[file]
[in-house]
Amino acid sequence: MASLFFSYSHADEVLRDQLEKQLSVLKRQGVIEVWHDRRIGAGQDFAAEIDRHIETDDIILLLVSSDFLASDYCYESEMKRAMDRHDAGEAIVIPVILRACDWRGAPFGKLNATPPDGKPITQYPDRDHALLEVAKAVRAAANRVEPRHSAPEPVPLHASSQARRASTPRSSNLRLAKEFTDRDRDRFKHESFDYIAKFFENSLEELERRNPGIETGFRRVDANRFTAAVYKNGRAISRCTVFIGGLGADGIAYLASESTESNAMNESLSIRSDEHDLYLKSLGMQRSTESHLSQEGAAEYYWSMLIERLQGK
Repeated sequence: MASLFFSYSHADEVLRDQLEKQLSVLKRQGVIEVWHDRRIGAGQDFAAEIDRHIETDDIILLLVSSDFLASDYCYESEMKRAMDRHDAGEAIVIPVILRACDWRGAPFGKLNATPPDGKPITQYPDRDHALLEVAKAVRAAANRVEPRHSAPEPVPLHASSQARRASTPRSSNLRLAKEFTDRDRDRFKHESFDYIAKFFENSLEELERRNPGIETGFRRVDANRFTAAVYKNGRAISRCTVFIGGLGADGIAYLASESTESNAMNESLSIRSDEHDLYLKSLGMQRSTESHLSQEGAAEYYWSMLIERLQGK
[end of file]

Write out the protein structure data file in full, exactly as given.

[in-house]
Amino acid sequence: MASLFFSYSHADEVLRDQLEKQLSVLKRQGVIEVWHDRRIGAGQDFAAEIDRHIETDDIILLLVSSDFLASDYCYESEMKRAMDRHDAGEAIVIPVILRACDWRGAPFGKLNATPPDGKPITQYPDRDHALLEVAKAVRAAANRVEPRHSAPEPVPLHASSQARRASTPRSSNLRLAKEFTDRDRDRFKHESFDYIAKFFENSLEELERRNPGIETGFRRVDANRFTAAVYKNGRAISRCTVFIGGLGADGIAYLASESTESNAMNESLSIRSDEHDLYLKSLGMQRSTESHLSQEGAAEYYWSMLIERLQGK
Repeated sequence: MASLFFSYSHADEVLRDQLEKQLSVLKRQGVIEVWHDRRIGAGQDFAAEIDRHIETDDIILLLVSSDFLASDYCYESEMKRAMDRHDAGEAIVIPVILRACDWRGAPFGKLNATPPDGKPITQYPDRDHALLEVAKAVRAAANRVEPRHSAPEPVPLHASSQARRASTPRSSNLRLAKEFTDRDRDRFKHESFDYIAKFFENSLEELERRNPGIETGFRRVDANRFTAAVYKNGRAISRCTVFIGGLGADGIAYLASESTESNAMNESLSIRSDEHDLYLKSLGMQRSTESHLSQEGAAEYYWSMLIERLQGK